The carved serpent head found at the base of Vista Alegre’s temple structure. The carved serpent head most likely was one of a pair that would have been placed at the base of the balustrades flanking the main set of stairs leading to the top of the main temple structure. Team members found the serpent head in 2002 during the first visit to the site.(Credit: Image courtesy of Proyecto Costa Escondida Maritime Maya 2011 Expedition, NOAA-OER)

The Hidden World of the Maritime Maya

Ancient port site was used periodically between 800 B.C. and 1521 A.D. Explorers sit atop the ancient Maya pyramid at Vista Alegre. The pyramid stands 35-feet tall and may have been used by Maya lookouts to monitor approaching and departing canoes. (Credit: Image courtesy of Proyecto Costa Escondida Maritime Maya 2011 Expedition, NOAA-OER.) NOAA-sponsored explorers […]

Peru: Tomb believed to be older than “Señor de Sipan” found in northern Peru

A team of archaeologists, led by Walter Alva, have discovered the wooden tomb of another member of the Mochica culture’s elite – older than the “Señor de Sipan” (Lord of Sipan).

These findings belong to the Moche civilization, which ruled the northern coast of Peru from the time of Christ to 800 AD, centuries prior to the Incas.

Earliest-known Evidence of Peanut, Cotton and Squash Farming Found

Anthropologists working on the slopes of the Andes in northern Peru have discovered the earliest-known evidence of peanut, cotton and squash farming dating back 5,000 to 9,000 years. Their findings provide long-sought-after evidence that some of the early development of agriculture in the New World took place at farming settlements in the Andes.

Polynesians beat Columbus to the Americas

Prehistoric Polynesians beat Europeans to the Americas, according to a new analysis of chicken bones.

The work provides the first firm evidence that ancient Polynesians voyaged as far as South America, and also strongly suggests that they were responsible for the introduction of chickens to the continent – a question that has been hotly debated for more than 30 years.

Earliest Known American Settlers Harvested Seaweed

People living in the earliest known settlement in the Americas harvested seaweed and other marine plants from a coastline more than 50 miles (80 kilometers) away, new research shows. Scientists discovered several species of seaweed and marine algae dating back more than 14,000 years at the Monte Verde archaeological site in south-central Chile.

Nasca Decapitation Vessel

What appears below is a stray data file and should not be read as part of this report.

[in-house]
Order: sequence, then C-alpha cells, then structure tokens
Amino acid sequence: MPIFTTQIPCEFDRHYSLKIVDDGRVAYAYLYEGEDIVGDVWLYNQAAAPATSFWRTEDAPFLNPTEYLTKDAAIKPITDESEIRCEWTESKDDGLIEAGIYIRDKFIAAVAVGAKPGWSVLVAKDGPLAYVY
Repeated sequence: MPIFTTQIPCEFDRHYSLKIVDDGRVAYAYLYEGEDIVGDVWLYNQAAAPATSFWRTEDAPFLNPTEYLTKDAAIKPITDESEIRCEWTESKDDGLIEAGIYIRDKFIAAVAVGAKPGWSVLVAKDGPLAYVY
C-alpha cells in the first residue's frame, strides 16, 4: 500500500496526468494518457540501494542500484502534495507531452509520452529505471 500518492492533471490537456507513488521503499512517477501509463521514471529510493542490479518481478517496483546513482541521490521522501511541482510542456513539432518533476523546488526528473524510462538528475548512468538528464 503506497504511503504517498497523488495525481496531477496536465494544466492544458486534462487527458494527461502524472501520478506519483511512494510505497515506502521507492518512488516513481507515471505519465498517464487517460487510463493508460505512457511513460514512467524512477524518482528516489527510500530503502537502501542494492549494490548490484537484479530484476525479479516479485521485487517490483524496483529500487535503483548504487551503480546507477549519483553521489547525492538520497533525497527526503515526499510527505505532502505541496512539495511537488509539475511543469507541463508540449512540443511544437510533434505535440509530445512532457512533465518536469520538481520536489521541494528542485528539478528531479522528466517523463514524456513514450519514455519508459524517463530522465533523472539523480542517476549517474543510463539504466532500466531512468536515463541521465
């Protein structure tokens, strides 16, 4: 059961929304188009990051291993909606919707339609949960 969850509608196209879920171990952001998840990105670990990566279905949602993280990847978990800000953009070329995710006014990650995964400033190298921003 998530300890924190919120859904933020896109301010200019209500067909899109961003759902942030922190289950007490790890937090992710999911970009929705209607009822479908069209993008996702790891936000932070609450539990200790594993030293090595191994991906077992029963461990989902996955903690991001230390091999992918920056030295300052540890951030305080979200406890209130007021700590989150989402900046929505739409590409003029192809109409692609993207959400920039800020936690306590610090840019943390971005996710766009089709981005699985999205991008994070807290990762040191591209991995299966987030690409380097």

Recently Excavated Headless Skeleton Expands Understanding Of Ancient Andean Rituals

Images of disembodied heads are widespread in the art of Nasca, a culture based on the southern coast of Peru from AD 1 to AD 750. But despite this evidence and large numbers of trophy heads in the region’s archaeological record, only eight headless bodies have been recovered with evidence of decapitation, explains Christina A. Conlee (Texas State University). Conlee’s analysis of a newly excavated headless body from the site of La Tiza provides important new data on decapitation and its relationship to ancient ideas of death and regeneration.

Rare skeleton, jewels found in Bolivia pyramid

Archeologists have uncovered the 1,300-year-old skeleton of a ruler or priest of the ancient Tiwanaku civilization together with precious jewels inside a much-looted pyramid in western Bolivia.

In Peru, scientists discover the oldest solar observatory in the Americas

As archaeologists evaluate whether an ancient temple in Buena Vista, Peru, functioned as a calendar, a different research team is preserving the remains of an unusually elaborate astronomical complex just north, in Chankillo. This solar observatory is considered the oldest in the Americas, dating back to the 4th century B.C., and it offers unique physical evidence that a sun cult inhabited Peru at least 1,500 years before the Incas.

Ancient “Lost City” Discovered in Peru, Official Claims

Ruins recently discovered in southern Peru could be the ancient “lost city” of Paititi, according to claims that are drawing serious but cautious response from experts. The presumptive lost city, described in written records as a stone settlement adorned with gold statues, has long been a grail for explorers—as well as a lure for local tourism businesses.

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